Friendship has historically played a significant role in philosophy, especially political theory. As Hutter writes, most people don’t know that “Western political speculation finds its origin in a system of thought in which the idea of friendship is the major principle in terms of which political theory and practice are described, explained, and analyzed.” [vii] However, modern nation states have been founded on political philosophies of the 18th century and later, emphasizing self-autonomy as the highest value and casting aside commitment to values of friendship. While these political philosophies have advocated forms of freedom and justice, it is important to criticize all modern political philosophies for their limitations. Von Heyking and Avramenko recognize, “Commentators often observe that the modern era, and liberal democracies in particular, are so committed to liberty and autonomy- that the individual is emphasized to such a degree- that he perforce becomes isolated from other human beings. This is true as well for liberalism’s critics including nationalists, socialists, and romantics who prize ‘the nation,’ ‘the people,’ the universal proletariat, and ‘the state’ as an abstract entity that subsumes individuals and his intermediate relations…”[viii]

Pre-Modern philosophies of friendship are rich in substance on the role and importance of friendship and how it can inform and enrich broader society; these philosophies are by no means incompatible with our current values. In fact, Plato and Aristotle-two of the most highly esteemed philosophers in “western” thinking and ethics-produced scholarship on friendship in their works Lysis and Nicomachean Ethics respectively. Rather than creating a model mode of friendship, these philosophers challenge their readers to question the possibility of a friendship worldview. If Aristotle suggests, “Without friends, no one would want to live, even if he had all other goods,”[ix] how can we make friendship central to life? In the contemporary age, we can still relate to these classic texts and the human experience of their time. Such texts provide the opportunity to re-evaluate our worldview and what philosophies of the past hold true for the present.

Re-examining the role of friendship in philosophy presents the opportunity to re-prioritize friendship as a worldview in a way that can connect the person with the body politic, addressing the human need for companionship as well as re-conceptualizing the body politic as a community of people who deserve and provide friendship and care. George Monbiot summarizes the stakes of this philosophical venture:

 “Of all the fantasies human beings entertain, the idea that we can go it alone is the most absurd and perhaps the most dangerous. We stand together or we fall apart.”[x]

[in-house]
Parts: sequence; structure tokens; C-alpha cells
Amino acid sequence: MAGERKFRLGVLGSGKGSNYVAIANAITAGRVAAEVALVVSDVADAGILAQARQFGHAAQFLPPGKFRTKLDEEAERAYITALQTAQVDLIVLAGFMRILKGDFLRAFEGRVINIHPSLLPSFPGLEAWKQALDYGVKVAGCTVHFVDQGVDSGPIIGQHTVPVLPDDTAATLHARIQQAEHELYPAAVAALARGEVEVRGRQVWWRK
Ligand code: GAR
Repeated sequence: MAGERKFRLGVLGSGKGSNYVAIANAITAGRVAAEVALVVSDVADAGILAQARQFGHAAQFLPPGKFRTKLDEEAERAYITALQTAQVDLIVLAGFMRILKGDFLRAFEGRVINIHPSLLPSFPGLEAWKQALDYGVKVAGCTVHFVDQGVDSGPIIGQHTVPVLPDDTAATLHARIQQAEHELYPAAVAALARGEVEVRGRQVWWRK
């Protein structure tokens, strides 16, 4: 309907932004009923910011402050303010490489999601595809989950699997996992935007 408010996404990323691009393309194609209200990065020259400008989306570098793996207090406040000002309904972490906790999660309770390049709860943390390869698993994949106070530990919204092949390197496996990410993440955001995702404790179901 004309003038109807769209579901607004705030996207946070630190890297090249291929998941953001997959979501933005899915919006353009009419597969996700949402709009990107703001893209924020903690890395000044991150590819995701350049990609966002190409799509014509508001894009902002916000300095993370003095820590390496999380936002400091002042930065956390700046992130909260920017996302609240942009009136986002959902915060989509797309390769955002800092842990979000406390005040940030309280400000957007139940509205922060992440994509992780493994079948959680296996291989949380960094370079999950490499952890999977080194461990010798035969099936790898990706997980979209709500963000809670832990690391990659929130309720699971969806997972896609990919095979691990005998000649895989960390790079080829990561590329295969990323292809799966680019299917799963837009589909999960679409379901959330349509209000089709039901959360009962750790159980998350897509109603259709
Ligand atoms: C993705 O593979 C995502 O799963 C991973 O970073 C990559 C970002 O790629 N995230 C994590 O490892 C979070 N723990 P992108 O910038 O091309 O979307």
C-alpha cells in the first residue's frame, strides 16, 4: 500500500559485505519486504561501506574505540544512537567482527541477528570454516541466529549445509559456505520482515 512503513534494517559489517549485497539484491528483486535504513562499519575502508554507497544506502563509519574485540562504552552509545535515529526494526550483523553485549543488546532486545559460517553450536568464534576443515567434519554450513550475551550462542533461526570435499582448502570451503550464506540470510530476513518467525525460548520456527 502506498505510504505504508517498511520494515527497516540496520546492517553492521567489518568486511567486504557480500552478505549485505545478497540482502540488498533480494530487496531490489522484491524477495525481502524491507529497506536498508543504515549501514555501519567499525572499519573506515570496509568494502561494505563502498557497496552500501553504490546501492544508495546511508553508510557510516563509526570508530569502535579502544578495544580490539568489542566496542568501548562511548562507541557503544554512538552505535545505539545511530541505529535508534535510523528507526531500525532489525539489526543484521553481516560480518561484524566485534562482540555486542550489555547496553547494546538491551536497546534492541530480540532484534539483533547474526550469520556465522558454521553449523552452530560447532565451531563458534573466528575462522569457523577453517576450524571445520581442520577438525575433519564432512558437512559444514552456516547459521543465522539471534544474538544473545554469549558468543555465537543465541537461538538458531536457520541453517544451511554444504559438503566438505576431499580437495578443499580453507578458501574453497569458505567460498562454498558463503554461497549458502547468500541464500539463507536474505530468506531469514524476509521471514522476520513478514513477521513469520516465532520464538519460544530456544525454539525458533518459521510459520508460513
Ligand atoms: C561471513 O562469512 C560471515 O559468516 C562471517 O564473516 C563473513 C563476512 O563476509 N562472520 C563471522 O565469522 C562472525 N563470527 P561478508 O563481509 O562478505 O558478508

[i] Zachary Steel, Claire Marnane, Changiz Iranpour, Tien Chey, John W Jackson, Vikram Patel, Derrick Silove; The global prevalence of common mental disorders: a systematic review and meta-analysis 1980–2013, International Journal of Epidemiology, Volume 43, Issue 2, 1 April 2014, Pages 476–493, Web. https://doi.org/10.1093/ije/dyu038.

[ii] “Black Mirror (2011-) Awards” IMDb. Web. http://www.imdb.com/title/tt2085059/awards.

[iii] Arcade Fire, Reflektor. Merge Records/Sonovox Records. 2013.

[iv] George Monbiot, “Neoliberalism is creating loneliness. That’s what’s wrenching society apart” The Guardian, October 12 2016. Web. https://www.theguardian.com/commentisfree/2016/oct/12/neoliberalism-creating-loneliness-wrenching-society-apart?CMP=fb_gu.

[v] Monbiot.

[vi] John Von Heyking and Richard Avramenko, eds. 2008. Friendship and Politics, Essays in Political Philosophy. Norte Dame: University of Notre Dame Press. Pg. 1.

[vii] Horst Hutter, Politics as Friendship: The Origins of Classical Notions of Politics in the Theory and Practice of Friendship (Waterloo, Ont.: Wilfred Laurier University Press, 1978), 2.

[viii] Von Heyking and Avramenko, Pg. 2.

[ix] Aristotle, Nicomachean Ethics, in Class.

[x] Monbiot

 

Bibliography:

Arcade Fire, Reflektor. Merge Records/Sonovox Records. 2013.

Aristotle, Nicomachean Ethics.

“Black Mirror (2011-) Awards” IMDb. Web. http://www.imdb.com/title/tt2085059/awards.

George Monbiot, “Neoliberalism is creating loneliness. That’s what’s wrenching society apart” The Guardian, October 12 2016. Web. https://www.theguardian.com/commentisfree/2016/oct/12/neoliberalism-creating-loneliness-wrenching-society-apart?CMP=fb_gu.

Horst Hutter, Politics as Friendship: The Origins of Classical Notions of Politics in the Theory and Practice of Friendship (Waterloo, Ont.: Wilfred Laurier University Press, 1978).

John Von Heyking and Richard Avramenko, eds. 2008. Friendship and Politics, Essays in Political Philosophy. Norte Dame: University of Notre Dame Press.

Picture used: Banksy, 2014.